Once you've stayed in one place long enough, it begins to feel like home.
We landed in Paris. Outside in the drizzling rain, flashed red and yellow lights while Parisian police cars scouted the runway. The plane erupted into a clap, the children happy that they've arrived home. It was 10pm and landing procedures went faster than ever. The French were efficient, when they wanted to be.
We exited the plane into the airport. And for a moment, I felt oddly safe and secure. The familiar rhythmic hum of French conversation, somehow always a notch softer than English speech. The sound of cheeks kissing among reunited friends and relatives. The faint smell of smoke lingering in the air. French children dressed like miniature adults, who were expected to behave no less than such. And their impatient French mothers who didn't blink an eye before insulting their little ones, always followed by a s'il vous plaît that sounded more like a threat than a nicety.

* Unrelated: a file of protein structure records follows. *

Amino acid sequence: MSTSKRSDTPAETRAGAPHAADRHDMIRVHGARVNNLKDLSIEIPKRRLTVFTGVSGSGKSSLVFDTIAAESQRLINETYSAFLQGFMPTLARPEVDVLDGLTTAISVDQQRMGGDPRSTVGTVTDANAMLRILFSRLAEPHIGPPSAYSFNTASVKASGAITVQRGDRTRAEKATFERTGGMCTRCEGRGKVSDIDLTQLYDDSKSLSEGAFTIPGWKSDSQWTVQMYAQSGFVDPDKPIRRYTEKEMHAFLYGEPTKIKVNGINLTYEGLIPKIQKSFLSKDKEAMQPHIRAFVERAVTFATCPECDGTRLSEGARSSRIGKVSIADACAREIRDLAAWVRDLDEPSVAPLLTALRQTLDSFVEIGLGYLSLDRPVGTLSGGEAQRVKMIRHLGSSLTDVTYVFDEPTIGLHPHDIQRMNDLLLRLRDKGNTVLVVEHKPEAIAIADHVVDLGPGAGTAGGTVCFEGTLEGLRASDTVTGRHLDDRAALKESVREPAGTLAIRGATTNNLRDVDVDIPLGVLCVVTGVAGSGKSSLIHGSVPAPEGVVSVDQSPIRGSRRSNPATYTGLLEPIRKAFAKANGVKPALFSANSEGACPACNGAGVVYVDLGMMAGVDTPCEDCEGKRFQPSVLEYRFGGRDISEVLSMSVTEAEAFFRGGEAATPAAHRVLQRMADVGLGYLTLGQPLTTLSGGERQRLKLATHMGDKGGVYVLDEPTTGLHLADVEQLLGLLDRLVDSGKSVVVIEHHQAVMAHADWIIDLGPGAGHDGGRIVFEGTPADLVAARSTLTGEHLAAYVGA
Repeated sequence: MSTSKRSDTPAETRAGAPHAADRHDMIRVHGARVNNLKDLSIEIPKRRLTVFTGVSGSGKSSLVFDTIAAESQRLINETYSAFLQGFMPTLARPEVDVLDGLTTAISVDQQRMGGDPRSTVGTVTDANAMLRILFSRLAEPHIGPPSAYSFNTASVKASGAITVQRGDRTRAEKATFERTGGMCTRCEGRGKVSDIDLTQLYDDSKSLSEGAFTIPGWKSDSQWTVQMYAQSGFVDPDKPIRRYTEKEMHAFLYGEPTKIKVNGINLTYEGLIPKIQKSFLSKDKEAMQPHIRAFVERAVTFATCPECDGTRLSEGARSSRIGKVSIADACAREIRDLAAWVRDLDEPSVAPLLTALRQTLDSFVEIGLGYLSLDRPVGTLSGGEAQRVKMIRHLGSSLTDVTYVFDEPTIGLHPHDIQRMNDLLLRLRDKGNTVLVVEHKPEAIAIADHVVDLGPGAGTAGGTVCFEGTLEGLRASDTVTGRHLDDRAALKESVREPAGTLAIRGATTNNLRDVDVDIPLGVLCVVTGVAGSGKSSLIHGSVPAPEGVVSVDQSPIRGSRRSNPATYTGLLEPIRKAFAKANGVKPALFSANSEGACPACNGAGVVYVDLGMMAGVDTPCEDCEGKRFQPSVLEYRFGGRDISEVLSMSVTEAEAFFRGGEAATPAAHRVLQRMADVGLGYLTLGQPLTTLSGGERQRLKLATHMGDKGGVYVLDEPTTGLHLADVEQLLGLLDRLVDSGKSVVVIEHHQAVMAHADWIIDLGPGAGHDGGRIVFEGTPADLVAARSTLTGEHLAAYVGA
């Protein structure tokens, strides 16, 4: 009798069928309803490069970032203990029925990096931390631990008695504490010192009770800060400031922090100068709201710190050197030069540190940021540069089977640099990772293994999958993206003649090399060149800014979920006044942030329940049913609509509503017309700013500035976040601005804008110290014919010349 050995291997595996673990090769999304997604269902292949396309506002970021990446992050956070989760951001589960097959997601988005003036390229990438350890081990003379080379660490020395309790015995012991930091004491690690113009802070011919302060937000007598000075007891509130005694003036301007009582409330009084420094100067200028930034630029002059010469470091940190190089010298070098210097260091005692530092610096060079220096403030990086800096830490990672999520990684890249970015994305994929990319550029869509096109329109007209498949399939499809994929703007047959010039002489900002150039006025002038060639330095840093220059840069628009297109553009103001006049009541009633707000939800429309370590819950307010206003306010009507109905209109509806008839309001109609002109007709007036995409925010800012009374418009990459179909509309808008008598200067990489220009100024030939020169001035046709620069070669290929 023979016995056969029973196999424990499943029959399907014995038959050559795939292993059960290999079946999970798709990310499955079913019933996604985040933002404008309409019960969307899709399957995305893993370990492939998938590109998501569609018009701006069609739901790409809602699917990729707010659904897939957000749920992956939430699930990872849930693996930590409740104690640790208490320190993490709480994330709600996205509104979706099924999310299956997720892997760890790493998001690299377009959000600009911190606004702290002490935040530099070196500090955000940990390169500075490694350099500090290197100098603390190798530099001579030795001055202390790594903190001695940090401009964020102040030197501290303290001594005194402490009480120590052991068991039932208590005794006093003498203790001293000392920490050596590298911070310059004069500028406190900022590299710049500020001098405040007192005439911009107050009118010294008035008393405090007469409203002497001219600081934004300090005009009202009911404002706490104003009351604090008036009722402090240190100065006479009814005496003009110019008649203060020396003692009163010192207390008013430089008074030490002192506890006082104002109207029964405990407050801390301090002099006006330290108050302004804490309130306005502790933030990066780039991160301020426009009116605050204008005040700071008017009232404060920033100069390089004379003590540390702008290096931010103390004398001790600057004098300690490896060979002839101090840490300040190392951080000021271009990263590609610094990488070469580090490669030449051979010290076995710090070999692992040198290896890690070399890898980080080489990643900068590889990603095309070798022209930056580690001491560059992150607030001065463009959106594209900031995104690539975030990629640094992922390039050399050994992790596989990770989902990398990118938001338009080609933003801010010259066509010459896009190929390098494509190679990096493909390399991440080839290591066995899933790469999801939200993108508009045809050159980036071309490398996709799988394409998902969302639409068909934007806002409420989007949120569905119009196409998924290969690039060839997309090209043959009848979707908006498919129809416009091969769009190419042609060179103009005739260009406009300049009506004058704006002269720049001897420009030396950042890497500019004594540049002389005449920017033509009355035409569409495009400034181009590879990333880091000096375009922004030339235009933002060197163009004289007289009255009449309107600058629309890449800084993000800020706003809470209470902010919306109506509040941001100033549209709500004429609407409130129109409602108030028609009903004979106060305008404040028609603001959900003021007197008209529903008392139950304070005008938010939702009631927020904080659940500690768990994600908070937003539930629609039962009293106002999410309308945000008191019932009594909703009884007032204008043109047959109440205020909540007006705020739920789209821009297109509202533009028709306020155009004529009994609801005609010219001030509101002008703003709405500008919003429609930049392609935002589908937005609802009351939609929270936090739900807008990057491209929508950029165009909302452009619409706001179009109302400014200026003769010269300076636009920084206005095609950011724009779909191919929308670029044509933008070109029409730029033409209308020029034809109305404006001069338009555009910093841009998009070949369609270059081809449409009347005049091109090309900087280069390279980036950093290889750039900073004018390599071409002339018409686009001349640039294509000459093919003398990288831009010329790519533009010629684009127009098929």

"Hurry up!", a French mother once yelled impatiently at her two young children in the bathroom. "What are you two doing! The whole table is waiting for you to eat CAKE!" nearly screaming the last sentence under her breath. "But Maman, please, the toilet has not been flushing," her five-year-old daughter replied calmly, entirely undisturbed.
I walked out onto the streets and realized that I had forgotten I was in a foreign country. Everything seemed so normal and exactly how I thought it ought to be. I had to remind myself that I was actually in Europe, a land far away from where I came from. That's when I knew that I was finally feeling like home.